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New evidence suggesting that carotid occlusion is not actually associated with a high risk for stroke — with the inference that many carotid stenting or endarterectomy procedures for asymptomatic patients therefore may do more harm than good — has come from a new study. The findings were published online in JAMA Neurology .

For the study, researchers retroactively examined carotid duplex scans and clinical outcome data from 3681 patients with asymptomatic carotid stenosis seen in an atherosclerosis clinic during a 20-year period. They found that the risk for progression to internal carotid artery occlusion fell over time, in line with the increasing use of more intensive medical therapy. The frequency of occlusion dropped dramatically in 2002/3, when intense medical therapy started to be used. In this study, 80% of the occlusions occurred before this time point,

The study also showed that of the 316 patients who progressed to carotid occlusion, only 1 patient (0.3%) had a stroke at the time of the occlusion, and only 3 patients (0.9%) had a stroke during an average 2.5-year follow-up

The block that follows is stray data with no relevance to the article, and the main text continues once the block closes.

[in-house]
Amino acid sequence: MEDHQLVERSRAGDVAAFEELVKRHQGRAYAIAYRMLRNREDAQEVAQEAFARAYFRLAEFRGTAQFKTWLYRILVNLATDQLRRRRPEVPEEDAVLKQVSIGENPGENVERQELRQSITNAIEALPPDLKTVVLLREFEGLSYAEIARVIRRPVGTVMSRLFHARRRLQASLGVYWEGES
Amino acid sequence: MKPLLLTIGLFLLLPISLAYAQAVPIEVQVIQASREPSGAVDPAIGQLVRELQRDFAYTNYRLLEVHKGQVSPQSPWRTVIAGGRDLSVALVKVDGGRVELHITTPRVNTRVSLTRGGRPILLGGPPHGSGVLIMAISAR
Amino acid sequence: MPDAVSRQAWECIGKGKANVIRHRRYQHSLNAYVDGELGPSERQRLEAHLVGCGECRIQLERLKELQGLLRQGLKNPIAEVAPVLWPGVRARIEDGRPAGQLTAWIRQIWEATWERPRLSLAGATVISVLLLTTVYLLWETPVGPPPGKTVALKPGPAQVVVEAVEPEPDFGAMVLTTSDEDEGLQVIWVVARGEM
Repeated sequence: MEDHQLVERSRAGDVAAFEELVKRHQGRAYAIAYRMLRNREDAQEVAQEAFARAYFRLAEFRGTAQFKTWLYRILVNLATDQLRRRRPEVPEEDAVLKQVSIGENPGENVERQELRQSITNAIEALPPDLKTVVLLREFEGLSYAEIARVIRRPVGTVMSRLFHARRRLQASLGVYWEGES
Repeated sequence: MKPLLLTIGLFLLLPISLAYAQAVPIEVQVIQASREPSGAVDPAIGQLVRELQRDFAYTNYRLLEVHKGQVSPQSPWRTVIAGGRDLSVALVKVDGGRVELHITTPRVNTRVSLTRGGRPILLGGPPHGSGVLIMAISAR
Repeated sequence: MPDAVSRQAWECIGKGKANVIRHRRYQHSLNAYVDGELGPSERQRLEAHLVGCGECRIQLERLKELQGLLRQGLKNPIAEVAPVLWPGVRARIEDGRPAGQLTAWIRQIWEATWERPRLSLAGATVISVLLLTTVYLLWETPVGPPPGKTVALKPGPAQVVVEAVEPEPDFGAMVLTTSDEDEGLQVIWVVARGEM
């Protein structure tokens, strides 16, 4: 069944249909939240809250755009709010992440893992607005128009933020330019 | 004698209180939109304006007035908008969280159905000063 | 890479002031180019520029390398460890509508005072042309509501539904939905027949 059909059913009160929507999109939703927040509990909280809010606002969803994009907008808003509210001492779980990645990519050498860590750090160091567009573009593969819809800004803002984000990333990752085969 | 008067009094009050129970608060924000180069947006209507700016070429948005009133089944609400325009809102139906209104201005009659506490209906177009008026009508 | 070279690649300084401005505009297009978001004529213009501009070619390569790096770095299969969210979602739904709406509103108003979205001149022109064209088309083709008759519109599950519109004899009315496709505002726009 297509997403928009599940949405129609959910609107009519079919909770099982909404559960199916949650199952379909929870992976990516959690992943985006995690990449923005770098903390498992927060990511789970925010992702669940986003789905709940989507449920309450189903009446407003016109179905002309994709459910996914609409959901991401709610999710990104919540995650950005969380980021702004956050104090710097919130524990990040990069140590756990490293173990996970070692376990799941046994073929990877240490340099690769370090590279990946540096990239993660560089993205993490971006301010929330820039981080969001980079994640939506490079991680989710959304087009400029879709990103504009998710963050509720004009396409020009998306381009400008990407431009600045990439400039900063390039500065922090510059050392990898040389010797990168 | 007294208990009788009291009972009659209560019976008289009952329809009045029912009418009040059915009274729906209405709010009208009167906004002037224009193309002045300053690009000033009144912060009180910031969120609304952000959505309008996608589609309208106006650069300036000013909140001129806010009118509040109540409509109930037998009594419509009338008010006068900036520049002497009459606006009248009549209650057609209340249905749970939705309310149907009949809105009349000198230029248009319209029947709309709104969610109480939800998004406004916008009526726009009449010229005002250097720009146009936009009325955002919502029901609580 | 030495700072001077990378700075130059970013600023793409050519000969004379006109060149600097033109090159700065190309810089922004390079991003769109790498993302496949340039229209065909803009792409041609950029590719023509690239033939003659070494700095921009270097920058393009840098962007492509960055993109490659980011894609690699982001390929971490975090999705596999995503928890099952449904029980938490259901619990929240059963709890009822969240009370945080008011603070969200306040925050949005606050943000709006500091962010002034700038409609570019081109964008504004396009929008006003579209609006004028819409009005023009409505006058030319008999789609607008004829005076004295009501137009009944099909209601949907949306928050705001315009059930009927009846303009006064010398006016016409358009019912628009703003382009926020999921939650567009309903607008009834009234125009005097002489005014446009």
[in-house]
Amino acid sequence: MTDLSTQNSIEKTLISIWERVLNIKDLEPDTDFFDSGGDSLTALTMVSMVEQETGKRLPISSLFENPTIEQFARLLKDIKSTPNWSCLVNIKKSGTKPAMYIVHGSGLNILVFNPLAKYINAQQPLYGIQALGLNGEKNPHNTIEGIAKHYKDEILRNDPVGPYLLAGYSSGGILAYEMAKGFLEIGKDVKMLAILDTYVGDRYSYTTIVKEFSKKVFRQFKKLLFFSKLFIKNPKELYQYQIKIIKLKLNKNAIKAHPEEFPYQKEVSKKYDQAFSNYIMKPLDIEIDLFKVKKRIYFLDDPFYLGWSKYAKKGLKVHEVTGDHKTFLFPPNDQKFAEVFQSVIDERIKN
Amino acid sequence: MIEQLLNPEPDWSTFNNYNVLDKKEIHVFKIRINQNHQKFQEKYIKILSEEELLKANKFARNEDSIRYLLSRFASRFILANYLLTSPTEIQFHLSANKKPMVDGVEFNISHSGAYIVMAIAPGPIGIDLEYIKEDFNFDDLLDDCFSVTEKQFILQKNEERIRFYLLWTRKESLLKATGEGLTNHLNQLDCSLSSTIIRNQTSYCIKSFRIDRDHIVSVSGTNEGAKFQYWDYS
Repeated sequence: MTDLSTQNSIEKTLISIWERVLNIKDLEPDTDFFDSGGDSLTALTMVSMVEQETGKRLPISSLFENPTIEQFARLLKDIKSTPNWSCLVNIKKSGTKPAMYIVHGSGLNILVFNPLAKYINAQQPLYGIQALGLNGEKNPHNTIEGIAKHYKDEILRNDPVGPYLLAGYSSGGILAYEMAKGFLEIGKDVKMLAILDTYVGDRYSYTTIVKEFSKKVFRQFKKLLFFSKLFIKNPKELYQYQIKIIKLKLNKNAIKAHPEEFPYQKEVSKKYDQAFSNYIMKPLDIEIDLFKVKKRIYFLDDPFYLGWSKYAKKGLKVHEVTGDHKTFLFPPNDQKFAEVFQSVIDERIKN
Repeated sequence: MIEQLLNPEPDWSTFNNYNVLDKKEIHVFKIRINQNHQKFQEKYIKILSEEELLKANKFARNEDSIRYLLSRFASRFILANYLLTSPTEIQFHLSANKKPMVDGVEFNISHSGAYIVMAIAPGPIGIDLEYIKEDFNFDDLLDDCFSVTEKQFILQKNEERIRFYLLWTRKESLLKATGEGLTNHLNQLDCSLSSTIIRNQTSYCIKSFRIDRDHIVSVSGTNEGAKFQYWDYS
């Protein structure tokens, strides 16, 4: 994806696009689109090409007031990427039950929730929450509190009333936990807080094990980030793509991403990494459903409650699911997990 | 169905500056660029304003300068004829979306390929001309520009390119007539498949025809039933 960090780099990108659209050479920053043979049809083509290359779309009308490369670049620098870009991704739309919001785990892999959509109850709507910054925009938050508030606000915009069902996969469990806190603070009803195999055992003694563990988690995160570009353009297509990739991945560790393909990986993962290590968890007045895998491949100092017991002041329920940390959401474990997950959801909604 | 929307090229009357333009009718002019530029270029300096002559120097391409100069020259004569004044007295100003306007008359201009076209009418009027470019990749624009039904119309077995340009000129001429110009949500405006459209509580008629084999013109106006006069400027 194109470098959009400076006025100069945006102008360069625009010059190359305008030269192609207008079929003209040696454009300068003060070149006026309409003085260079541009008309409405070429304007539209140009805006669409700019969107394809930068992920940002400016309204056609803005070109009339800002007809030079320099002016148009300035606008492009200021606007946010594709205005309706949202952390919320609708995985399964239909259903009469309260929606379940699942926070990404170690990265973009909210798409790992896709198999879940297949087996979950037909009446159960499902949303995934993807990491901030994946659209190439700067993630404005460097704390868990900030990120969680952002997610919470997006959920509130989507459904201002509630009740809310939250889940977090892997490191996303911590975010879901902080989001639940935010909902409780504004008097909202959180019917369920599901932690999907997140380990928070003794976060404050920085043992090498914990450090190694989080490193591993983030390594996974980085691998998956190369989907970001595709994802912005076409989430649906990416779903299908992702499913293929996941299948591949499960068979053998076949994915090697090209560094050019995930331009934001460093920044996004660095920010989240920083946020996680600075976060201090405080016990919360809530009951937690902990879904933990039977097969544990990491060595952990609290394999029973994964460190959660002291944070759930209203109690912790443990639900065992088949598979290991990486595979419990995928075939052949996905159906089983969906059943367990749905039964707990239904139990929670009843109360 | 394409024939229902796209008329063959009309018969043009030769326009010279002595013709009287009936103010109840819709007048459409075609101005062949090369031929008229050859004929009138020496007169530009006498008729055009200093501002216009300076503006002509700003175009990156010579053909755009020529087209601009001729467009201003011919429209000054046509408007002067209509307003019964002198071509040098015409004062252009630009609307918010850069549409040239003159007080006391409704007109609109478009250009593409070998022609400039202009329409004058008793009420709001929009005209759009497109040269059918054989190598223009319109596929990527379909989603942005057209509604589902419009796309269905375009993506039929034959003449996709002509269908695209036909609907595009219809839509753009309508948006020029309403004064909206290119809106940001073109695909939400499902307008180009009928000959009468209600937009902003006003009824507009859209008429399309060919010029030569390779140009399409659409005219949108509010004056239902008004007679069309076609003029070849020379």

The researchers point out that this risk for stroke is far lower than that associated with carotid stenting or endarterectomy. They cite data from the CREST trial, which showed a 30-day risk for stroke or death among asymptomatic patients of 2.5% for stenting and 1.4% for endarterectomy and a 4-year risk of 4.5% and 2.7%, respectively. They note that real-world data show even higher risks, with a study in Medicare patients having reported a 1-year rate of stroke or death of 16.7% for stenting and 11.0% for endarterectomy

http://www.medscape.com/viewarticle/851367